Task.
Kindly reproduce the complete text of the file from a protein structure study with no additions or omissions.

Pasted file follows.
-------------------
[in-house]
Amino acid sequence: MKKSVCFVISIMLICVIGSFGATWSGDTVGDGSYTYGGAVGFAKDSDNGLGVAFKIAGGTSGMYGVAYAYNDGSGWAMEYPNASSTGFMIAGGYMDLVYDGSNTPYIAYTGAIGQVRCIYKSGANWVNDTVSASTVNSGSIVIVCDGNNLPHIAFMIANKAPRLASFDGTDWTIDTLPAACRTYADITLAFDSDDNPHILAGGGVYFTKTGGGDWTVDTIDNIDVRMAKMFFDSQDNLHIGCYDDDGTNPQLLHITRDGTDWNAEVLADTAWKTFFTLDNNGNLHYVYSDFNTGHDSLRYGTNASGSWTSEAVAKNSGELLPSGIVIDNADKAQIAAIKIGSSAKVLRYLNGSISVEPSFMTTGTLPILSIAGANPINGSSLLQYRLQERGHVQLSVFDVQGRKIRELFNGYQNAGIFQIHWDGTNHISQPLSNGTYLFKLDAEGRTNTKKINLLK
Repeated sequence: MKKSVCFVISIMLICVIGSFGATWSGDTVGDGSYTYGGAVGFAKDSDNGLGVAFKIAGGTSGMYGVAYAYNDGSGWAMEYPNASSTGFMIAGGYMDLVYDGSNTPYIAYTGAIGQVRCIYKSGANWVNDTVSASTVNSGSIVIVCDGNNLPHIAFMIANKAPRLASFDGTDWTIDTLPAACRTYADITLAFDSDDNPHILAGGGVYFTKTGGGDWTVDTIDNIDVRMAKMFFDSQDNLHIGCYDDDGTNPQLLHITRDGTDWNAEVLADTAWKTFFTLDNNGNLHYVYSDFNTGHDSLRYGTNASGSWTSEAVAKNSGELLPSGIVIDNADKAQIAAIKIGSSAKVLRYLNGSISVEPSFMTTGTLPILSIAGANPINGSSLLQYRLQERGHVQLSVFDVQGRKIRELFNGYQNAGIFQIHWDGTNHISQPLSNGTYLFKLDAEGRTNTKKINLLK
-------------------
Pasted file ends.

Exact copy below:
[in-house]
Amino acid sequence: MKKSVCFVISIMLICVIGSFGATWSGDTVGDGSYTYGGAVGFAKDSDNGLGVAFKIAGGTSGMYGVAYAYNDGSGWAMEYPNASSTGFMIAGGYMDLVYDGSNTPYIAYTGAIGQVRCIYKSGANWVNDTVSASTVNSGSIVIVCDGNNLPHIAFMIANKAPRLASFDGTDWTIDTLPAACRTYADITLAFDSDDNPHILAGGGVYFTKTGGGDWTVDTIDNIDVRMAKMFFDSQDNLHIGCYDDDGTNPQLLHITRDGTDWNAEVLADTAWKTFFTLDNNGNLHYVYSDFNTGHDSLRYGTNASGSWTSEAVAKNSGELLPSGIVIDNADKAQIAAIKIGSSAKVLRYLNGSISVEPSFMTTGTLPILSIAGANPINGSSLLQYRLQERGHVQLSVFDVQGRKIRELFNGYQNAGIFQIHWDGTNHISQPLSNGTYLFKLDAEGRTNTKKINLLK
Repeated sequence: MKKSVCFVISIMLICVIGSFGATWSGDTVGDGSYTYGGAVGFAKDSDNGLGVAFKIAGGTSGMYGVAYAYNDGSGWAMEYPNASSTGFMIAGGYMDLVYDGSNTPYIAYTGAIGQVRCIYKSGANWVNDTVSASTVNSGSIVIVCDGNNLPHIAFMIANKAPRLASFDGTDWTIDTLPAACRTYADITLAFDSDDNPHILAGGGVYFTKTGGGDWTVDTIDNIDVRMAKMFFDSQDNLHIGCYDDDGTNPQLLHITRDGTDWNAEVLADTAWKTFFTLDNNGNLHYVYSDFNTGHDSLRYGTNASGSWTSEAVAKNSGELLPSGIVIDNADKAQIAAIKIGSSAKVLRYLNGSISVEPSFMTTGTLPILSIAGANPINGSSLLQYRLQERGHVQLSVFDVQGRKIRELFNGYQNAGIFQIHWDGTNHISQPLSNGTYLFKLDAEGRTNTKKINLLK